You can imagine how pleased I was when an academic consortium of provosts that the University belongs to, decided to interview three candidates for the executive director position by teleconferencing. The candidates and the present executive director would be at the home school of the consortium with that provost present, and two additional provosts, including me, would participate by teleconference. Of course, there was the alternative of traveling to Virginia but that would turn three hours worth of interviews into at least a full day away from the office.

Everything I needed was on a laptop on my desk and at the appointed hour of 5:15 I connected. There on the screen was the person being interviewed, the “home” provost and the present executive director, the other provost participating and me. All right in front of me, all crystal clear, and each of the three interviews and the conversations in between and at the end worked as well as if we were all there in person. Going forward, I will certainly make use of this capability much more frequently. And now that I think about it, since I have used “facetime” on an iPhone and iPad a number of times with good success, I don’t know why I was so reluctant in this case to take advantage of the benefits of technology. So much of what we do and especially how we do it has changed and overall the advantages clearly outweigh any disadvantages.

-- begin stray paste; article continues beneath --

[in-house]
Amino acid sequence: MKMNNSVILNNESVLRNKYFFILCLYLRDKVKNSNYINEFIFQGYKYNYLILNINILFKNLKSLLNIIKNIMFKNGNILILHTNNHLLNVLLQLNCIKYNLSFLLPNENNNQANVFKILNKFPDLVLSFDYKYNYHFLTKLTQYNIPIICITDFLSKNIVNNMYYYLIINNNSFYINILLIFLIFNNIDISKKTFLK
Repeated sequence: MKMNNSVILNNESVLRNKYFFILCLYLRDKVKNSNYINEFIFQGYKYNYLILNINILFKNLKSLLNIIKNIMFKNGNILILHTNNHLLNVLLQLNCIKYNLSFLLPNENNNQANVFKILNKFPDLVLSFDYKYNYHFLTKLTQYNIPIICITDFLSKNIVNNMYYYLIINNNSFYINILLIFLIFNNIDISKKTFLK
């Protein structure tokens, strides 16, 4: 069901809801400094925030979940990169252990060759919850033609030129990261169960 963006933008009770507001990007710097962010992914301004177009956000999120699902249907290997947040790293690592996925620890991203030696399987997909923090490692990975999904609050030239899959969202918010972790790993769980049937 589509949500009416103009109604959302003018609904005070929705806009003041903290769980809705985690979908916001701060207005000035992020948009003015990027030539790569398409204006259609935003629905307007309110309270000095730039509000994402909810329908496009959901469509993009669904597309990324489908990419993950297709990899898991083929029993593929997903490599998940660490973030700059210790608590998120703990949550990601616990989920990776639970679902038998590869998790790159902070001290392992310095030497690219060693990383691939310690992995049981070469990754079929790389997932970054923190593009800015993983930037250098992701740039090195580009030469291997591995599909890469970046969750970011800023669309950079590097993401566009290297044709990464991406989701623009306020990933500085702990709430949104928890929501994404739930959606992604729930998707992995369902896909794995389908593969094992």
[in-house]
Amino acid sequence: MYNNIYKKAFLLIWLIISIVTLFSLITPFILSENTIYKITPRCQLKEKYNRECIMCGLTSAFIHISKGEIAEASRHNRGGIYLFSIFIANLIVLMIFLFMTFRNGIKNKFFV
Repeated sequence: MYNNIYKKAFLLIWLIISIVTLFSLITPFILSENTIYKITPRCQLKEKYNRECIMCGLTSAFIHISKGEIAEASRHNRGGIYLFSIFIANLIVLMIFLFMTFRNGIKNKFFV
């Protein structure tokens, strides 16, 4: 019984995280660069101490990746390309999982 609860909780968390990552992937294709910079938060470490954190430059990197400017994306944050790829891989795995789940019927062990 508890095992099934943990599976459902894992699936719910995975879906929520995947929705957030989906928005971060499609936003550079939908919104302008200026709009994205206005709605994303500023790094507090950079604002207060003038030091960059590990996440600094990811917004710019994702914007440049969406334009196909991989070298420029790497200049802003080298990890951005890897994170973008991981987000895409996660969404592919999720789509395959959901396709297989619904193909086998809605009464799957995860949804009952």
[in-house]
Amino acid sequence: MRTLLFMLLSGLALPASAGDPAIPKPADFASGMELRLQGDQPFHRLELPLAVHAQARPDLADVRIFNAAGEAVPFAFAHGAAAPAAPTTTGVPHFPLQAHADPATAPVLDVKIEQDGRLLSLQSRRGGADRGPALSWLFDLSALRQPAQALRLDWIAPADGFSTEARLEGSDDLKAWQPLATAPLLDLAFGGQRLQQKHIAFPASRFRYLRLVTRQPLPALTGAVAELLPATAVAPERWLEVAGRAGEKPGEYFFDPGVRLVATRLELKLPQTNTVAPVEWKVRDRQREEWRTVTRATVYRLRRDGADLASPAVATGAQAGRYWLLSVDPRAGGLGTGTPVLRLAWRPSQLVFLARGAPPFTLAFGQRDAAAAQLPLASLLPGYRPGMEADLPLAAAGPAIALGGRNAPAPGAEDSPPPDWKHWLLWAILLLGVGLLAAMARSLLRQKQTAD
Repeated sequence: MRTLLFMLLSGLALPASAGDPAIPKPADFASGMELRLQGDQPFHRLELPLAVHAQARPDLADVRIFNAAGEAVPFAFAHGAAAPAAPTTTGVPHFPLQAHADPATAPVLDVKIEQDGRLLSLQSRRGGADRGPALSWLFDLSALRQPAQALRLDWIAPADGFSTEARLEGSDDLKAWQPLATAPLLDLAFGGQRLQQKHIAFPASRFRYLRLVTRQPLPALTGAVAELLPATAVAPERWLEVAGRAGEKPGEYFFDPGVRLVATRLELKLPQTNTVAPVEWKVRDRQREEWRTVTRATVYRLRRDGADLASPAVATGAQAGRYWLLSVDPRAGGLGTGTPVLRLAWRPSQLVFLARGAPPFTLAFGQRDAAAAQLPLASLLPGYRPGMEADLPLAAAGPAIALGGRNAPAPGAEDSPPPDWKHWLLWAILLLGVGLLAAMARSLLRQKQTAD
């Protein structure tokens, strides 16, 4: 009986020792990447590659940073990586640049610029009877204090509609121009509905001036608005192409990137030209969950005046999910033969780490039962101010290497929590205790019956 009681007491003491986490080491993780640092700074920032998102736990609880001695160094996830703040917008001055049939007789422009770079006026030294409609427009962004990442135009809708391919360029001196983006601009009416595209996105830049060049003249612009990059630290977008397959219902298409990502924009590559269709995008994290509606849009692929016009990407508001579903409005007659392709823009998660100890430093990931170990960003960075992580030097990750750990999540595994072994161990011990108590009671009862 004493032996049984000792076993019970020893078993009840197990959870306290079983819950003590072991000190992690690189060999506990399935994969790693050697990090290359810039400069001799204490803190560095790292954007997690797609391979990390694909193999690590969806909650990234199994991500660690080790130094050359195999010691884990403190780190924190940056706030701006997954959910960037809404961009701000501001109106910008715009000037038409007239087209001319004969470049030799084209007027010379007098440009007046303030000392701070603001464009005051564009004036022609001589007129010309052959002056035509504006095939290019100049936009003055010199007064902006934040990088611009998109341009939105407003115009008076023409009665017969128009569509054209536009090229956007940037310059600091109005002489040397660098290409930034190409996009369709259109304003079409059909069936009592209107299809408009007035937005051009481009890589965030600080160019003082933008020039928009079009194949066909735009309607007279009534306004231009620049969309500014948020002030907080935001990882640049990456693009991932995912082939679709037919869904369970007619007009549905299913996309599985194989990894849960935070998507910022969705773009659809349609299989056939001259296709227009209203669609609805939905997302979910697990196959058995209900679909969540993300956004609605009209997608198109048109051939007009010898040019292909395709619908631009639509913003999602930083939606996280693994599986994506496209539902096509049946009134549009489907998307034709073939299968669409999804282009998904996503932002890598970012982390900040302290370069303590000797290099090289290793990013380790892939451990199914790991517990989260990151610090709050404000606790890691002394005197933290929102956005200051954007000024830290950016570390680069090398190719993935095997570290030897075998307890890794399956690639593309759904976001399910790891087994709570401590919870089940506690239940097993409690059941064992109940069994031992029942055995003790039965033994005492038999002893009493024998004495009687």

Monday, November 5, 2012


It is now Monday morning and we are resuming classes today.  The campus has been very fortunate.  Our loss of power was limited and of short duration and the campus damage was mostly limited to trees with very little other damage.  Long Island’s damage was extensive with reports of 100,000 homes lost and almost 300,000 homes still without power 5 days later.  The devastation on the north shore and south shore of the Island was massive.  Lights are still out at key intersections, gas lines at those few stations that are open are often 100 cars long.  Mass transit is returning but still disrupted and we are now hearing reports of a nor’easter by the middle of this week. Recovery will take a long time.  Adjusting to the return of heat and hot water at home, once it arrives again, will not take a long time. Instantaneous is exactly how long it will take me to adjust and to be thankful for this one important step toward normalcy. For many of my colleagues a return to normalcy, given the significant property devastation, will be much more difficult.